I’m playing multiple MP3 files loaded with createSound and compressedsample. When I am playing sounds and I setPosition (using TIMEUNIT_MS) a sound that is currently playing I hear little gaps in the other sounds. This occurs on an iPod Touch 1G with iPhone OS 3.0 and library version 00042607.
Are there any buffer settings I can tweak to eliminate this?
- CuriousG asked 7 years ago
iPod Touch 1G is one of the slower models, are you perhaps overloading the CPU? How many MP3s are you playing? are they stereo or mono?
You can check your CPU usage with System::getCPUUsage() or pass FMOD_INIT_ENABLE_PROFILE in with System::init() and connect with the Profiler.
You can tweak the DSP buffer size however this is only available with 4.27.05 and onwards.
I am playing stereo MP3 files, but it even occurs when I only play two:
- Sound 1: Currently playing
- Sound 2: Loaded up and ready to go
If I play sound 2 from 0, there will be no gap in sound 1.
If I pause sound 2 and play it, there will be no gap in sound 1
If I pause sound 2, seek within (using TIMEUNIT_MS or TIMEUNIT_PCM), there will be a gap in sound 1 when I unpause sound 2
If I am playing sound 2 and seek within it while playing, sound 1 will experience gaps.
So it looks like there are some calculations going on specific to seeking that are blocking playback. Could it be the time units I’m using?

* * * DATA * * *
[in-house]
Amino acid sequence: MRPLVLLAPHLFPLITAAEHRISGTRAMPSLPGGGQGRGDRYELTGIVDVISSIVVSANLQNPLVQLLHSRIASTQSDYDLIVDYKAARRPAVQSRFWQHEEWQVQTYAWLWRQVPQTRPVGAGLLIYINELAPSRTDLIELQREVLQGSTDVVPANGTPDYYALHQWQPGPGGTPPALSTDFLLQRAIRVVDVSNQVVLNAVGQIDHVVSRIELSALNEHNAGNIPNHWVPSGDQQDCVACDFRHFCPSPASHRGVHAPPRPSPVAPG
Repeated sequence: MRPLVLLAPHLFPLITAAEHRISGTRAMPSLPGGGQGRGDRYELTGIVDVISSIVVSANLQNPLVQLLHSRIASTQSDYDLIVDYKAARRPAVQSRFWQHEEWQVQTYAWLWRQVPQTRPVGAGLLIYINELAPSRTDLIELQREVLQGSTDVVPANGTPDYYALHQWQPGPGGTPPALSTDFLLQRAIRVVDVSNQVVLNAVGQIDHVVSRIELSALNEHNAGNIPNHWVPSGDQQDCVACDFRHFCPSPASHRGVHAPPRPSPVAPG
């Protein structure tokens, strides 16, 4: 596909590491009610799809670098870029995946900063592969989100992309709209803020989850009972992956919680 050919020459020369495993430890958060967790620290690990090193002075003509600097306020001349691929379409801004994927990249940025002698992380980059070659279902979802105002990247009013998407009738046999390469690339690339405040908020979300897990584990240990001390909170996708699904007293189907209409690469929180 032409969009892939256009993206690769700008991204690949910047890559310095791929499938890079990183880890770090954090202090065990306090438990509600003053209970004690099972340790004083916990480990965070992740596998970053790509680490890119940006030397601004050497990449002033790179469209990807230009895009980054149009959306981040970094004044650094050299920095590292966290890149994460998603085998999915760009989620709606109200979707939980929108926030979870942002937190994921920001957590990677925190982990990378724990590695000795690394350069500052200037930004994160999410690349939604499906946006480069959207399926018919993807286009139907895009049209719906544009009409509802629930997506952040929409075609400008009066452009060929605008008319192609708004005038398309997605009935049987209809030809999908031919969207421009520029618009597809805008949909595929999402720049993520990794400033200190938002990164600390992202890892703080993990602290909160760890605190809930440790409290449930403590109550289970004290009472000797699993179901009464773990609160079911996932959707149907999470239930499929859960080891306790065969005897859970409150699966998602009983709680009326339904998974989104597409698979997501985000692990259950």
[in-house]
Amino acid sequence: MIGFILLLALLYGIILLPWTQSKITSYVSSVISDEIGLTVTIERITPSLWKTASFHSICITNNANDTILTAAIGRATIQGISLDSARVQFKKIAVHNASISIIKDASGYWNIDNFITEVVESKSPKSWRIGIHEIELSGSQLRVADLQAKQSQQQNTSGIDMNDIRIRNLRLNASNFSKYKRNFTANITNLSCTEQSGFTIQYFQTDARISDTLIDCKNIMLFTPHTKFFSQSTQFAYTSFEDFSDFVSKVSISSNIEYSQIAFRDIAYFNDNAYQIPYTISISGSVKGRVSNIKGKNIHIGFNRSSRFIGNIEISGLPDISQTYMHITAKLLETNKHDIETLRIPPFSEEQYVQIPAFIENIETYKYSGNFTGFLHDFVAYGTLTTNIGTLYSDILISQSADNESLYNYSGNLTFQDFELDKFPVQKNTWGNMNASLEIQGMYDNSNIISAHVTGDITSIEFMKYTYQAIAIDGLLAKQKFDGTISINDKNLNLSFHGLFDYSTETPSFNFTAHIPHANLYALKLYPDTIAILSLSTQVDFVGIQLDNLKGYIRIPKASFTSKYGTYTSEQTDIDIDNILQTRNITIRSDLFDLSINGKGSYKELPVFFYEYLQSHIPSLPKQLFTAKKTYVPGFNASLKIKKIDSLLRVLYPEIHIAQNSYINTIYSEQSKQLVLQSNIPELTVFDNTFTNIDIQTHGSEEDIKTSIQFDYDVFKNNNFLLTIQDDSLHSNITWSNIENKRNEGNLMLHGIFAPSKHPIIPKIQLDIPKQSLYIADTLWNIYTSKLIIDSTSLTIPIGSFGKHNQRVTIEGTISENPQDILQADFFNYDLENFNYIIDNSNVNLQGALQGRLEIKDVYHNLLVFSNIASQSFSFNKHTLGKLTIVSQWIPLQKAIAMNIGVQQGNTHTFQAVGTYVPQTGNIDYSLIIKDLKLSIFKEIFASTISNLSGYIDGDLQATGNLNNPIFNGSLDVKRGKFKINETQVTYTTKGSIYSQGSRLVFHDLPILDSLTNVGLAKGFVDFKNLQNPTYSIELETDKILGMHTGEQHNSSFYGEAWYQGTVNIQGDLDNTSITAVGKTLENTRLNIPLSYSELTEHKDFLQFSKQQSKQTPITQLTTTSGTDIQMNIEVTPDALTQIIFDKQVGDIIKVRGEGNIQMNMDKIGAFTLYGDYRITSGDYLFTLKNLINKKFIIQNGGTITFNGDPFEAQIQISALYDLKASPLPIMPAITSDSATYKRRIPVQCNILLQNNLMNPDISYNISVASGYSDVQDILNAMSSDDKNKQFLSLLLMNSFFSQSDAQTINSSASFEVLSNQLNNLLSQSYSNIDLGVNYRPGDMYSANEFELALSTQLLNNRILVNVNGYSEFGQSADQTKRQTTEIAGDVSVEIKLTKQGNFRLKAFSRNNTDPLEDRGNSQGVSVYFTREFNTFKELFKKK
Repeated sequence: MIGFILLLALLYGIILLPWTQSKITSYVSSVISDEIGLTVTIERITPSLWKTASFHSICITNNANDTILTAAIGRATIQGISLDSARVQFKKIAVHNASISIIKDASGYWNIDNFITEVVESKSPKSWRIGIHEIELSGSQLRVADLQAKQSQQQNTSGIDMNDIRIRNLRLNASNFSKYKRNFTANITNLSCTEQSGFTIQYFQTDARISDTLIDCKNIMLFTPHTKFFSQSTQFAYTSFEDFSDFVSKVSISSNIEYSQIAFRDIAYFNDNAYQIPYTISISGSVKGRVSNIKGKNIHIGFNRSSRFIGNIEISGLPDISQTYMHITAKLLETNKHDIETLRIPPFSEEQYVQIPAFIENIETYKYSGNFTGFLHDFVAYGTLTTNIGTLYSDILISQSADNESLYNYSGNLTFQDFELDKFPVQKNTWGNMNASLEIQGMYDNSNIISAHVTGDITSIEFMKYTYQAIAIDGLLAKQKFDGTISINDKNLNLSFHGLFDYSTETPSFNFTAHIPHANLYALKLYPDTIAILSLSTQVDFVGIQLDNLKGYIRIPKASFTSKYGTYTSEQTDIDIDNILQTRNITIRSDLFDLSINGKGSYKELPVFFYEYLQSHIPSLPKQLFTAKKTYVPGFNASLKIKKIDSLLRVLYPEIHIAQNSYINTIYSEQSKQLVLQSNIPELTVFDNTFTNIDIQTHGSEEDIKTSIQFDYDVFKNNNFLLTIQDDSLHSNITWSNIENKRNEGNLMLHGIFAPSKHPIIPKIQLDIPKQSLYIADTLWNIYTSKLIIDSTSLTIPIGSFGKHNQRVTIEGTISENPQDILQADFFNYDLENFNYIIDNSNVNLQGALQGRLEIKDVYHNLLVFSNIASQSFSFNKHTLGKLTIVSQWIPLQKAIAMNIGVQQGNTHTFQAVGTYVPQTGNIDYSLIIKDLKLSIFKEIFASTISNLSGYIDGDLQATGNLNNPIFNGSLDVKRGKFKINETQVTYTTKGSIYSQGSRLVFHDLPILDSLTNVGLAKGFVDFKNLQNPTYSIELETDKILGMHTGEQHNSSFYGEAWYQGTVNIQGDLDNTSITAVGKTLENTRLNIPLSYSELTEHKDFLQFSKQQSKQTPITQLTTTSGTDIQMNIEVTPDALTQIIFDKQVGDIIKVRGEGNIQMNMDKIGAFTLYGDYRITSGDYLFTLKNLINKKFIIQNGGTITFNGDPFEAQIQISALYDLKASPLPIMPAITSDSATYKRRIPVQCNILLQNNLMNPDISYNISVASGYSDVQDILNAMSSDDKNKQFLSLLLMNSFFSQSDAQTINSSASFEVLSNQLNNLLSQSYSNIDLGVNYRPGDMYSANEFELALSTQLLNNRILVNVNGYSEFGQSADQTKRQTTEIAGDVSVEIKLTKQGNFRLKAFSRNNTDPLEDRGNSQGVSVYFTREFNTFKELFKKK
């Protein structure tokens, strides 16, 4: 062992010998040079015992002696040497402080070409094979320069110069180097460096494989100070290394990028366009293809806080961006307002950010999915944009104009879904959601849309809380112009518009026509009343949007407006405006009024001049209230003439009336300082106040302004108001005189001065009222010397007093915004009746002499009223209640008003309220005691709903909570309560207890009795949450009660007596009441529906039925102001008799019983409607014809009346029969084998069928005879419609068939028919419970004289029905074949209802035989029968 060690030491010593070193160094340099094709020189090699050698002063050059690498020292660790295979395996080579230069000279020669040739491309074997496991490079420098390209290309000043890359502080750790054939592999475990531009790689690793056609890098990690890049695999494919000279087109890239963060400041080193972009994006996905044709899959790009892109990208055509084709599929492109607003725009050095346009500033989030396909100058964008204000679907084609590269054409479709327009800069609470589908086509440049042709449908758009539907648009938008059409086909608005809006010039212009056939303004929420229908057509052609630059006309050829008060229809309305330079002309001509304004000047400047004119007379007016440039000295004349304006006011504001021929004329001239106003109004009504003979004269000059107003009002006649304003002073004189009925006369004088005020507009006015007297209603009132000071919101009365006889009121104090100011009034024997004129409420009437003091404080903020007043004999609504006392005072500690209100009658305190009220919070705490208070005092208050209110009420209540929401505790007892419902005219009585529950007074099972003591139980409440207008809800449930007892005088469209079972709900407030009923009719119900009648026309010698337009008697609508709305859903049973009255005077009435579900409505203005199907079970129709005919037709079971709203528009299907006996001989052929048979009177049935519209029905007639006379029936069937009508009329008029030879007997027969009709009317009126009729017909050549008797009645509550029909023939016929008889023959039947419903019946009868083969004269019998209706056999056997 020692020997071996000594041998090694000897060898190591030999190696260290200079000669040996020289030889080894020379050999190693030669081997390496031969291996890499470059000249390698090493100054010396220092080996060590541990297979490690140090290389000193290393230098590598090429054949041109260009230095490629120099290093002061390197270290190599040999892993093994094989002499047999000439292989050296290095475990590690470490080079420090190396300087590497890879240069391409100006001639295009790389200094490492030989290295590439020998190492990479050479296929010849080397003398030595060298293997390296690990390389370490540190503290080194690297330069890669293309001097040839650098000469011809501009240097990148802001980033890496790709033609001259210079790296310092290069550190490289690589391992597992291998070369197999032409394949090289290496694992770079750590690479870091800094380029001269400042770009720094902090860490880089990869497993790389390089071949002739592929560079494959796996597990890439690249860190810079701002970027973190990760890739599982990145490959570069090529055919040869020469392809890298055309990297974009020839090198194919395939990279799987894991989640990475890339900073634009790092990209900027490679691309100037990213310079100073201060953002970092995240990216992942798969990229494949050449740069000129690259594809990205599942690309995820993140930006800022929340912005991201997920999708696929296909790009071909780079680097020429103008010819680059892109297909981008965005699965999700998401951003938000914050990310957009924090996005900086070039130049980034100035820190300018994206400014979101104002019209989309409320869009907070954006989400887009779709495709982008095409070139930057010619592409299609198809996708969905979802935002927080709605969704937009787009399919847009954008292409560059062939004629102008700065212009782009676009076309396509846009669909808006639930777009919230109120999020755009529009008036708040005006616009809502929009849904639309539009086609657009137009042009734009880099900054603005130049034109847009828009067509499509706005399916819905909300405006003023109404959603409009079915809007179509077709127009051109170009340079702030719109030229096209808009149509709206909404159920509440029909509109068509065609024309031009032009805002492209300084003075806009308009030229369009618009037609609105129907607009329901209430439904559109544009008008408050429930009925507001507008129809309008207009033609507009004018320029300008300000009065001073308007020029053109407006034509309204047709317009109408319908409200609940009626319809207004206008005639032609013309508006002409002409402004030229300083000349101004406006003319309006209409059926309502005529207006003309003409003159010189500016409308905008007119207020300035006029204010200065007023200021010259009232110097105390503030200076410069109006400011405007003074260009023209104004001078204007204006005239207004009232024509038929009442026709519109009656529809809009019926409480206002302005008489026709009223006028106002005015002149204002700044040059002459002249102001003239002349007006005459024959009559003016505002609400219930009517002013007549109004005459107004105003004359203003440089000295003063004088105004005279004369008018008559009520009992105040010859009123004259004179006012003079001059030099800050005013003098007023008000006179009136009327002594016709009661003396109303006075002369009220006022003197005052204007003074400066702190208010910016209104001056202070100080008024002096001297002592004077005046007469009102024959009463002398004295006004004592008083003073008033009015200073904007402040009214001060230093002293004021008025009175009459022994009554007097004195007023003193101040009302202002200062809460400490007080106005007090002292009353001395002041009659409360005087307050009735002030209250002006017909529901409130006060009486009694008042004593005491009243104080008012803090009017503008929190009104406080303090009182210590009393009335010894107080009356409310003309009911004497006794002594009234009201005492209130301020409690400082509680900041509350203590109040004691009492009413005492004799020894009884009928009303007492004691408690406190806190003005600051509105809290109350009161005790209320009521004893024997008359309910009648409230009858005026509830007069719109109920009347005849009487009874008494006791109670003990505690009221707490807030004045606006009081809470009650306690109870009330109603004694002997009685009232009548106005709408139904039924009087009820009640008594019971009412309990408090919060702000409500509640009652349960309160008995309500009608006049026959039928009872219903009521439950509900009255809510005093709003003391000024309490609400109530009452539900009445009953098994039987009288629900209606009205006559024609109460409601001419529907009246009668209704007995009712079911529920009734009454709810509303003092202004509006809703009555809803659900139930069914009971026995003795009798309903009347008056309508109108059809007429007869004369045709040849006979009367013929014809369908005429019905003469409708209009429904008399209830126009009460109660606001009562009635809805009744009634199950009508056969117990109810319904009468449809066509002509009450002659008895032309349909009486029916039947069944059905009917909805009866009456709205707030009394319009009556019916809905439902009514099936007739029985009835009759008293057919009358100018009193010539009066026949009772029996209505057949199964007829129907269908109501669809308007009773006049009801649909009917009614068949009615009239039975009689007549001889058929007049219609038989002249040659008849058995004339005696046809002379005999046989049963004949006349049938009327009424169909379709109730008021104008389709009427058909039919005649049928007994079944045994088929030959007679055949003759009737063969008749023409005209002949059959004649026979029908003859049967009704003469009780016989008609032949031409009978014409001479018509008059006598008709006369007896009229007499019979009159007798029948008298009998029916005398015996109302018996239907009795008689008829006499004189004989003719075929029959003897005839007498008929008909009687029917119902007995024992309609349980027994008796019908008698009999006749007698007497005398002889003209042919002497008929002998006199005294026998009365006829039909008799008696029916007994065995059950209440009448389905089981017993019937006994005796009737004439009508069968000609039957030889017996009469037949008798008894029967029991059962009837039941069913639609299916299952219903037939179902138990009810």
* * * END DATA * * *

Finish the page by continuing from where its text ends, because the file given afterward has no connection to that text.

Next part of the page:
Well, this is interesting.
I upgraded to the latest dev version, 4.27.09 and without even changing the dspBufferSize, the problem no longer exists. Good job! Is there a different default buffer size with this new version? I installed 4.26.08 and still had the same problem, but it forced the buffer size to 1156. With the new version, I get this message:
[code:46669crf]FMOD: OutputCoreAudio::init : Maximum hardware read size: 4096 samples, Software buffer size: 1024 samples, Number of software buffers: 4.
How does these two compare?
I’m glad the problem is resolved for you with the latest version.
I re-engineered how FMOD for iPhone interacts with the hardware in the dev branch. Before we were doing an on-demand mix, so the iPhone asks for 1156 samples, we mix it and return as fast as we can. However that is dangerous because if the mix takes too long the hardware starves. We now operate more like on Windows, we mix in chunks of dspbuffersize (1024 samples by default) into a ring buffer (4 buffers by default).
This new method is a lot more stable when under heavy DSP load, and the user can control the buffer size.
To keep the buffer management as clean as possible we request the iPhone hardware pull from our ring buffer in chunks of 1024 samples (dspbuffersize) however it can say no.
So it may in-fact pull 1156 samples, but the ring buffer accommodates that. We also ask the hardware what is the biggest chunk it will ever ask for (regardless of the operating conditions of the device) and we ensure the ring buffer is large enough for that. Currently this seems to be 4096 (from tests), so our default of 1024 x 4 fits nicely, however I have never seen the device ask for anywhere near that much in one go.
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